I was a brand new college student barely a few weeks into my first semester and woke up to it happening. I was in apache junction arizona in a 1br apartment with my wife and brand new baby. She was finishing up 1 semester of high school to finish getting her diploma. When it happened I left the house and went and picked her up from school early cause I didn't have a clue what was going to happen next. Two years later I was in my army advanced individual training and hadn't seen my wife for about 4 months when I got a phone call on my smuggled cell phone in my barracks. It was a call on 9-11-03. It was a vice saying hello daddy you have a son. I was proud to have a son born on that da while I was in the service, every year I explain to my son about how special is birthday is and how he should be very proud of the way his country reacted to such an attack of terrorism and he will be 7 this year so I think it will be the first time he will really understand.
    Last edited by jwinn35; 07/28/2010 at 02:41 AM.
  14. neve's Avatar
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    #14  
    All the way across the country. I woke up in my Oregon town to the news of the first tower. My wife said "you'd better hear this". I ran downstairs and turned on the TV, and riveted in to live footage of the first tower already having collapsed. A plane in each tower, what??? This doesn't seem like an accident. Theories were running rampant, but it didn't look good. Then.. all of a sudden.. commentators drawing attention to the second tower.. it's shaking.. doesnt' look good.. and I watched, in live, fixed camera real-time capture of the second tower descending into dust. Unbelievable. I went and hugged my wife and cried a little.

    I had woken up early to go to work. I was a theater stagehand, and Les Miserables was supposed to open that night. When we got to the hall, we were told they'd love to have us work, but given the circumstances, anyone can have the day off if they want to. We were all clocking in, and one of our guys said offhandedly, "I think it's a good thing. We're too complacent. It's about time we got shaken up". I said "do you know what the hell just happened?" He didn't. "The World Trade Center is gone. Both towers. Completely destroyed." He was dumbfounded and ashamed.

    The touring crew and cast were all from New York. They were running around on their cell phones the entire morning. Finally, it was decided the opening night would not occur,. We had this big huge set built, and the opener was cancelled. It was the right thing to do, but it felt weird, it had never happened before, the show would not go on.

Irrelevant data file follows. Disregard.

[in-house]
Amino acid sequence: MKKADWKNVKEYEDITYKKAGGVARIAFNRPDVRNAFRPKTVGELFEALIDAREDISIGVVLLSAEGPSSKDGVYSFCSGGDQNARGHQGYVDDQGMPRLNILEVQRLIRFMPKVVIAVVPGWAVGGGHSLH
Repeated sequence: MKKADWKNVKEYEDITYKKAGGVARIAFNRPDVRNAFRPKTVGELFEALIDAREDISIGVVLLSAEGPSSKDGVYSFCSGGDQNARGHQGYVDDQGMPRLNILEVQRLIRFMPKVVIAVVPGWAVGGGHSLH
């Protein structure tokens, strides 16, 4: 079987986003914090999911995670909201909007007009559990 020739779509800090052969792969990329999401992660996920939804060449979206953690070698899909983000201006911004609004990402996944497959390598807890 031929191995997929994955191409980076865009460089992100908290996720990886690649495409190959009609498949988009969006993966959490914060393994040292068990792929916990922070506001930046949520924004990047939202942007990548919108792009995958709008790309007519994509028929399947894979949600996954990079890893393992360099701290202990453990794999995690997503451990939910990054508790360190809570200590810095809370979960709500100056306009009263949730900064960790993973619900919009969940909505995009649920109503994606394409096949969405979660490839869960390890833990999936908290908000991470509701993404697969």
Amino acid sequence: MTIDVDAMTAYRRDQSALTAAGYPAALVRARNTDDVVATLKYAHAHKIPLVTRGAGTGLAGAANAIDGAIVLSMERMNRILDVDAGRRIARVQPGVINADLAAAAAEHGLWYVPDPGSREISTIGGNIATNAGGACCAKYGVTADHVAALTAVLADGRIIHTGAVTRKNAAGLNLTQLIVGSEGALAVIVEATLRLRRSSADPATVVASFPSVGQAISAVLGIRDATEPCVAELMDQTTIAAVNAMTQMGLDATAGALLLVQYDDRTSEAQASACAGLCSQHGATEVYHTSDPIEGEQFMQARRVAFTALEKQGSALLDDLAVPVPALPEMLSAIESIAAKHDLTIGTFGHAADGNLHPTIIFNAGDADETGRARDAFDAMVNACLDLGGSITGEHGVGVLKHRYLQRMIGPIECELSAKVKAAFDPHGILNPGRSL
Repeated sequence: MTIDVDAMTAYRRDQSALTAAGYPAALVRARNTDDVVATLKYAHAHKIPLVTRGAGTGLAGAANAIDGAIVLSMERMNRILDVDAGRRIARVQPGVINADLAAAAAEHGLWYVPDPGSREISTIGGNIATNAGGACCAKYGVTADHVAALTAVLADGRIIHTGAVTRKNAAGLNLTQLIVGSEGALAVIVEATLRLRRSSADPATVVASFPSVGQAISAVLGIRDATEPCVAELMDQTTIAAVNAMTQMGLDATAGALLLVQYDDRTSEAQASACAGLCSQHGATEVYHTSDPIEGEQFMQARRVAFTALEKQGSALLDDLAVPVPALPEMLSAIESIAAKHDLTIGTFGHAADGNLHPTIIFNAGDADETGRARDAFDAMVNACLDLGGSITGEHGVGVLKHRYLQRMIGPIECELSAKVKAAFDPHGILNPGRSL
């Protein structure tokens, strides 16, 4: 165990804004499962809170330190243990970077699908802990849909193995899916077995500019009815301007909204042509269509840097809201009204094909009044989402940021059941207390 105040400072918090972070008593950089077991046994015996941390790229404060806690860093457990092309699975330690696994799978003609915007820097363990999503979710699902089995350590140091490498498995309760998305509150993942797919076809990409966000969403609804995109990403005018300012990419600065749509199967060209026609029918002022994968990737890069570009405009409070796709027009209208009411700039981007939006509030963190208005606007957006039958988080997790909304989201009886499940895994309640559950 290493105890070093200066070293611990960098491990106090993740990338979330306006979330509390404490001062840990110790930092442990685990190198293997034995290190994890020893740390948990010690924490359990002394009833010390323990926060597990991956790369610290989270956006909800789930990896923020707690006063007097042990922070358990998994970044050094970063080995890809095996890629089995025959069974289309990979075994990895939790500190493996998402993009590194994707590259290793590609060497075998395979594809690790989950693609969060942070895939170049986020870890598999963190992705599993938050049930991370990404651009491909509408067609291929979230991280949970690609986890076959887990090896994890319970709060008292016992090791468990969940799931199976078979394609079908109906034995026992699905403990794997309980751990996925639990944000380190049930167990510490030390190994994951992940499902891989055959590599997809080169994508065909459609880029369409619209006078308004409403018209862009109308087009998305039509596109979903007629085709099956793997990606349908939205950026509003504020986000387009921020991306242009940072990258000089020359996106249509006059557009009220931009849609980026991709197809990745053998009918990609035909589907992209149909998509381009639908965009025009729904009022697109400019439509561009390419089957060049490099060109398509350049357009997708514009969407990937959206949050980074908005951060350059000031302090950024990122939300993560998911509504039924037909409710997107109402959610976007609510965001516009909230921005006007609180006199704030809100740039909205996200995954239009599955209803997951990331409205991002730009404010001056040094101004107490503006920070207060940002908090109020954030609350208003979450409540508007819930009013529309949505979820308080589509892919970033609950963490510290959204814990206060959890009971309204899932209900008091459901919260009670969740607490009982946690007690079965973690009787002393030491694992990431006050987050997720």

Even way out in Oregon, we knew we weren't a prime target or anything, but from kids who saw "The Day After" on TV in their youth, there was the sense that anything could happen. People would hear unusual airplane sounds in the air, and hope to themselves, "hope it's one of ours".
  15. #15  
    On that day, I was a Corporal in the USMC. Ironically 9/11/01, was a day set aside for anti terrorism training. We would train on how to secure our base in case **** hit the fan. By the time we checked in to our superiors the 2 towers were already hit. When the Pentagon was hit our base was ordered to be on lock down and we were all given M-16s and 2 full magazine of ammunition and guarded the base for about two weeks until a more permanent plan was put in place to keep our base secured.

    I wasn't a "grunt" Marine but this select group was in training for these types of attacks. Changed my life forever.
    huh?

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    #16  
    I was stationed in Germany at the time. It was early afternoon and i got a call from my wife to check the news. One of the other shops had a tv with the news on so we all went over there to watch. Was very hectic over there for a while. We got locked down for a bit. The Germans were very sympathetic. Flowers were left at the front gate by the locals. Soon after that, November, I deployed to Kuwait where we were under very tight security for most of my time there. Was a very hard time...
  17. #17  
    I was a freshman in highschool in first hour (computer lab) the teacher turned the projector tv on and we was watching it from the very begining. At the time most of the class didn't know what was going. Something I Will never forget.
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    #18  
    I actually flew in the Reagan National Airport on Monday Sept. 10th for a business trip. I remember being in a meeting on the 11th, when we got word of an airplane crashing into one of the 'twin towers'. A few moments later, we heard about the second tower. At that point, everyone in the meeting was puzzled. Finally, we felt the ground shake, because we were a few blocks from the Pentagon, and that's when we found out about the crash. It was complete chaos in the area. I returned to my hotel and in disbelief and ****ed off. My flight was scheduled to return to Memphis that Friday, and Friday was the day the government re-opened the airports and flight activity. My flight was re-routed to Baltimore for an early morning flight. It was a strange mood in the airport, and very crowded due to a lot of people flights being routed out of Baltimore, because Washigton Reagan was not open. I was in first class on my flight, and the guys who were there with me, informed the pilot that we had them covered. (I will never forget this tragedy).
  19. #19  
    I was in 8th grade math and found out because one of my friends redneck dads stormed into the classroom freaking out. He grabbed his son and was yelling "We gotta get outta here all public buildings are next!" It scarred the crap out of me being so young.
    "We have a system that increasingly taxes work and subsidizes non-work."
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    #20  
    I woke up to my radio, quicker than usual, when I heard that the North tower had been hit by a plane. Turned on the news in time to see the South tower get hit. I understood immediately why my mother cried at the mention of JFK's death. Horrible thing to have to remember for the rest of your life.